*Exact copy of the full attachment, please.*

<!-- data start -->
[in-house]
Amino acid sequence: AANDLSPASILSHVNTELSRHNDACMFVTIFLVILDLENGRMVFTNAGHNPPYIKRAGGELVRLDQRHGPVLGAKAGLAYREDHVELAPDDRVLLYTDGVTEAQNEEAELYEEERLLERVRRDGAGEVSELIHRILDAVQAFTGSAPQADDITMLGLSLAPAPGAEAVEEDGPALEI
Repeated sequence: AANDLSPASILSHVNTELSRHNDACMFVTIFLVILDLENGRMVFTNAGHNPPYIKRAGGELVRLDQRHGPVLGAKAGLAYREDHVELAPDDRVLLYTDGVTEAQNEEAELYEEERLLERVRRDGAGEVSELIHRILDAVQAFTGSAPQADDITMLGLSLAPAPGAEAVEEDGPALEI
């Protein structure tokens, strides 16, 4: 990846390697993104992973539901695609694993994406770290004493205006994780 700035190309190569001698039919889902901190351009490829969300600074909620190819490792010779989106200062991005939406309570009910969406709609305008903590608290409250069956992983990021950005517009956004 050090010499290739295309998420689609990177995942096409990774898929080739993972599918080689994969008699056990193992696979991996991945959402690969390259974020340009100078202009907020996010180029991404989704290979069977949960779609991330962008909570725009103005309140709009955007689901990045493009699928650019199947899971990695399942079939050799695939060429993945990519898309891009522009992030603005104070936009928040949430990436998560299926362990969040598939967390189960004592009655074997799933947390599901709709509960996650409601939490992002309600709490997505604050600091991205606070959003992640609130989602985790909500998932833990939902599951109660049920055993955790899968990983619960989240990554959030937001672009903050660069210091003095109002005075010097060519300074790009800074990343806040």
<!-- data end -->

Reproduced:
[in-house]
Amino acid sequence: AANDLSPASILSHVNTELSRHNDACMFVTIFLVILDLENGRMVFTNAGHNPPYIKRAGGELVRLDQRHGPVLGAKAGLAYREDHVELAPDDRVLLYTDGVTEAQNEEAELYEEERLLERVRRDGAGEVSELIHRILDAVQAFTGSAPQADDITMLGLSLAPAPGAEAVEEDGPALEI
Repeated sequence: AANDLSPASILSHVNTELSRHNDACMFVTIFLVILDLENGRMVFTNAGHNPPYIKRAGGELVRLDQRHGPVLGAKAGLAYREDHVELAPDDRVLLYTDGVTEAQNEEAELYEEERLLERVRRDGAGEVSELIHRILDAVQAFTGSAPQADDITMLGLSLAPAPGAEAVEEDGPALEI
């Protein structure tokens, strides 16, 4: 990846390697993104992973539901695609694993994406770290004493205006994780 700035190309190569001698039919889902901190351009490829969300600074909620190819490792010779989106200062991005939406309570009910969406709609305008903590608290409250069956992983990021950005517009956004 050090010499290739295309998420689609990177995942096409990774898929080739993972599918080689994969008699056990193992696979991996991945959402690969390259974020340009100078202009907020996010180029991404989704290979069977949960779609991330962008909570725009103005309140709009955007689901990045493009699928650019199947899971990695399942079939050799695939060429993945990519898309891009522009992030603005104070936009928040949430990436998560299926362990969040598939967390189960004592009655074997799933947390599901709709509960996650409601939490992002309600709490997505604050600091991205606070959003992640609130989602985790909500998932833990939902599951109660049920055993955790899968990983619960989240990554959030937001672009903050660069210091003095109002005075010097060519300074790009800074990343806040």